Brazil fire caused by cheap fireworks, say police

Protester holding black flag Protesters gathered outside the Kiss nightclub, where the fire caused the death of 235 people

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The chief investigator in the southern Brazilian city of Santa Maria has said that cheap fireworks meant for outdoor use caused a deadly nightclub fire.

The death toll in Sunday's blaze reached 235 people after a 21-year-old man died of his injuries in hospital.

Police chief Marcelo Arigony said the band had chosen not to buy more expensive indoor flares.

Earlier, a court froze the assets of the owners of the Kiss nightclub.

Four people have been arrested in connection with the blaze, Brazil's deadliest in five decades.

One of those detained is the co-owner of the nightclub.

A member of the band Gurizada Fandangueira, blamed by Mr Arigony for the start of the flames, has also been arrested.

"The pyrotechnics were part of their show. The guys even wore gloves on stage so they wouldn't burn their hands," the policeman – who lost a cousin in the fire – told reporters.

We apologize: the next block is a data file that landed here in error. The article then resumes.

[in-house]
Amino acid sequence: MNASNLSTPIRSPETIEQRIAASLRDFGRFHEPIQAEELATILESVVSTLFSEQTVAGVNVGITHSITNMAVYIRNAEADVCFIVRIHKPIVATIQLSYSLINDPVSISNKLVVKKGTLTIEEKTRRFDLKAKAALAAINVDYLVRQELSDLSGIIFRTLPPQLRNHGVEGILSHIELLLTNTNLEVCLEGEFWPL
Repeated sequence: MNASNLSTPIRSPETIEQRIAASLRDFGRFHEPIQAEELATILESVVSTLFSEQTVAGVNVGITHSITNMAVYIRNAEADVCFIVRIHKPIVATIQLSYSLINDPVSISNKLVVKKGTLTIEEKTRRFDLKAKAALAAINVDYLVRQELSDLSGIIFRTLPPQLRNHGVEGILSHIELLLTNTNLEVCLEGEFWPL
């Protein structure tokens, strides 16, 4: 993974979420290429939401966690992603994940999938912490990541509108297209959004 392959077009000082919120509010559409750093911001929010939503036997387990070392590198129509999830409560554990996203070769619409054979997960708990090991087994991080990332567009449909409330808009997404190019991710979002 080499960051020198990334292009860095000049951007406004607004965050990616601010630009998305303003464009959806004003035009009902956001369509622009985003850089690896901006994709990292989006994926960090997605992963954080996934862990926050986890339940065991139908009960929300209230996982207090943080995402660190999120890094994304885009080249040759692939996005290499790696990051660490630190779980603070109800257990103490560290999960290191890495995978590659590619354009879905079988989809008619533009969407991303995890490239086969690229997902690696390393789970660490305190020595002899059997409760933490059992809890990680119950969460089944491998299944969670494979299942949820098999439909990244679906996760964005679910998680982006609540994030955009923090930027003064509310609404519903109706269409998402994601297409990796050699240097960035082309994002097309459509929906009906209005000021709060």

He added that the band chose a $1.25 (£0.80) outdoor flare at a local shop over the $35 (£22) indoor variety.

National mourning

Authorities say that more than 120 people are being treated in hospitals, and around 70 are said to be in critical condition.

Brazil is marking three days of national mourning, while politicians discuss what measures can be taken to prevent such a tragedy happening again.

President Dilma Rousseff, who had an emotional meeting with bereaved relatives, called for a stricter stance on safety rules across the country.

The fire has also prompted widespread domestic concern about Brazil's ability to host major sporting tournaments in the next four years.

The 2014 World Cup is set to be hosted in 12 Brazilian cities, while the 2016 Olympics are to take place in Rio de Janeiro.

The disaster led Congress to set up a working group on Tuesday.

It aims to write up a new federal bill in an attempt to strengthen safety regulations ahead of the World Cup.

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